(Nature) – In a move lauded as a landmark for transparency in medical science, the London-based European Medicines Agency (EMA) has begun to publish details of the full clinical-trial data that it receives from pharmaceutical companies. On 20 October, the agency published some 100 clinical reports about two EMA-approved medicines (carfilzomib, a cancer drug, and lesinurad, a gout treatment) that together run to around 260,000 pages. The disclosures make the EMA the first major drug regulatory agency to publish the warts-and-all results of clinical investigations that drug developers submit when they apply for the agency’s approval to market medicines in the European Union.
(New Scientist) – IN THE 2009 Bruce Willis movie Surrogates, people live their lives by embodying themselves as robots. They meet people, go to work, even fall in love, all without leaving the comfort of their own home. Now, for the first time, three people with severe spinal injuries have taken the first steps towards that vision by controlling a robot thousands of kilometres away, using thought alone. The idea is that people with spinal injuries will be able to use robot bodies to interact with the world. It is part of the European Union-backed VERE project, which aims to dissolve the boundary between the human body and a surrogate, giving people the illusion that their surrogate is in fact their own body.
(UPI) – Using genetic analyses of 40-year-old blood samples, scientists have arrived at a clearer understanding of the introduction and spread in North America of the virus that causes AIDS. One myth already debunked by the research: That there was a “Patient Zero” who somehow caused the epidemic of human immunodeficiency virus (HIV) in the United States.
(Medical Xpress) – More than 15 years ago, 17 babies were born after an experimental infertility treatment that gave them DNA from three people: Mom, Dad and an egg donor. Now researchers have checked up on how the babies are doing as teenagers. The preliminary verdict: The kids are all right. With no sign of unusual health problems and excellent grades in school at ages 13 to 18, these children are “doing well,” said embryologist Jacques Cohen at Saint Barnabas Medical Center in Livingston, New Jersey, where the treatment was done.
(Vice) – Calcagno’s decision to seek treatment outside of the United States is not unique. An estimated 1.4 million Americans will make the same choice this year, and the Centers for Disease Control (CDC) believes “medical tourism” will show extreme growth over the next decade. Some, like Calcagno, will end up outside of the country due to general mistrust of American doctors (Calcagno feared treatments like chemotherapy were toxic). Others, failed by the traditional methods, will travel seeking experimental, alternative medical practices.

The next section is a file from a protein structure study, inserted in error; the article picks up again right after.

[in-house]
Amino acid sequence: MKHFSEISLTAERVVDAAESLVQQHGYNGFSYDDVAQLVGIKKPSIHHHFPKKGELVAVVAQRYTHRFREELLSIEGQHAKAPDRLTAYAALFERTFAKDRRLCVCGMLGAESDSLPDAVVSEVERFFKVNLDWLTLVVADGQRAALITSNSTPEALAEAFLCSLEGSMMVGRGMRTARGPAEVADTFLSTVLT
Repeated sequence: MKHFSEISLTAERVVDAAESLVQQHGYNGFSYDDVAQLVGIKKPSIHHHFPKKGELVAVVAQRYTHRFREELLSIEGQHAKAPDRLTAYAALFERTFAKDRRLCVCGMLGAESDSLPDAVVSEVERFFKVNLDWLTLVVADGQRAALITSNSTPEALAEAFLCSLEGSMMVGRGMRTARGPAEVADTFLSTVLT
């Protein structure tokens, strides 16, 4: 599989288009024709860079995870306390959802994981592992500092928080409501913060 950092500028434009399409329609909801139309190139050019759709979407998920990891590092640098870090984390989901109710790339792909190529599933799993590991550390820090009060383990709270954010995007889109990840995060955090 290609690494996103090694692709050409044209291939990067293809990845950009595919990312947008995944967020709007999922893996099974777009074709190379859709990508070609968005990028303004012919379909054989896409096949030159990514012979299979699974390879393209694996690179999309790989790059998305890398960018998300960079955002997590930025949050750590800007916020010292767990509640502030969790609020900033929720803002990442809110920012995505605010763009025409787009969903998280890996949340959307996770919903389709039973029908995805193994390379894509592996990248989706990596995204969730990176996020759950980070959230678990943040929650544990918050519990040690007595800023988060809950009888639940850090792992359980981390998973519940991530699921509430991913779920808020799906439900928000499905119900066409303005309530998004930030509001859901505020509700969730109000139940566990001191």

(Dallas Morning News) – Nurse Nina Pham settled her lawsuit Monday against Texas Health Resources, owner of the hospital where she contracted Ebola while caring for the first person in the United States diagnosed with the deadly disease. The deal was signed exactly two years after Pham was declared free of Ebola, although she still has health problems likely related to the disease and experimental treatments.
(Los Angeles Times) – The state’s early success using familial DNA searches to identify the so-called “Grim Sleeper” serial killer led Los Angeles Police Chief Charlie Beck to predict that the method would “change the way policing is done in the United States.” Civil liberty groups expressed alarm, saying the searches raised significant ethical and privacy concerns. Some questioned their legality. Since then, familial DNA has made more modest progress than Beck predicted but has also gained wider respect.
(The Wall Street Journal) – Many people are excited by the potential of the genetic tool Crispr-Cas9 to serve as a kind of molecular scissors to cut and repair malfunctioning DNA. The tool has generated hundreds of millions of dollars in investment, a tense patent battle and even a forthcoming Jennifer Lopez TV drama. But Cas9 isn’t the only possible application of Crispr. Dr. Barrangou, now a food scientist who runs a Crispr lab at North Carolina State, is among a growing number of researchers who think that other approaches may reach doctors and patients more quickly.
(Kaiser Health News) – On a recent Saturday morning, Maher stood before a dozen members of a North Philadelphia neighborhood association to walk them through the specifics of the Philadelphia Immediate Transport in Penetrating Trauma Trial. At the heart of the study is a simple but counterintuitive idea. For patients who are potentially bleeding to death, Maher and her colleagues say, basic, stabilizing care is better than more advanced care until they reach the hospital. To test this, patients in the study would get different medical attention based on the dispatch number city paramedics receive — what’s called a randomized study.
(The Guardian) – At times, the language in Fatal Experiments: the Downfall of a Supersurgeon is far from clinical. The documentary, which sparked controversy in Sweden earlier this year and which airs on the BBC this week, slices open the somewhat murky story of Paolo Macchiarini – a brilliant surgeon accused of falsifying scientific results and being investigated over potential charges akin to manslaughter, after attempts to implant plastic windpipes failed and patients died.
(Reuters) – The World Health Organization’s cancer agency – which is facing criticism over how it classifies carcinogens – advised academic experts on one of its review panels not to disclose documents they were asked to release under United States freedom of information laws. In a letter and an email seen by Reuters, officials from the International Agency for Research on Cancer (IARC) cautioned scientists who worked on a review in 2015 of the weedkiller glyphosate against releasing requested material.